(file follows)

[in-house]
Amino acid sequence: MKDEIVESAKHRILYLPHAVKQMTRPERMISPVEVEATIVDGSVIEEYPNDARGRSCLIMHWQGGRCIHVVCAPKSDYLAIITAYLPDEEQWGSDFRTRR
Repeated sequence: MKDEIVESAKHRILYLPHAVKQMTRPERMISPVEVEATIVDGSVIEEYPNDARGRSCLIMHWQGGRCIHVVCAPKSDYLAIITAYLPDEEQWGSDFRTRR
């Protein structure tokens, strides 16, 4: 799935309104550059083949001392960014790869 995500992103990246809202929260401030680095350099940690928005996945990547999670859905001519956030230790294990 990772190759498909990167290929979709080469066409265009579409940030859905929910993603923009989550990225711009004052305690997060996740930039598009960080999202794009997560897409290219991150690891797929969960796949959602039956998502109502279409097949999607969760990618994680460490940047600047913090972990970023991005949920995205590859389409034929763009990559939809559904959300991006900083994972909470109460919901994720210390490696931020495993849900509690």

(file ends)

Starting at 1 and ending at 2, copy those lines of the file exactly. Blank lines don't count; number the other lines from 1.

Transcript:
[in-house]
Amino acid sequence: MKDEIVESAKHRILYLPHAVKQMTRPERMISPVEVEATIVDGSVIEEYPNDARGRSCLIMHWQGGRCIHVVCAPKSDYLAIITAYLPDEEQWGSDFRTRR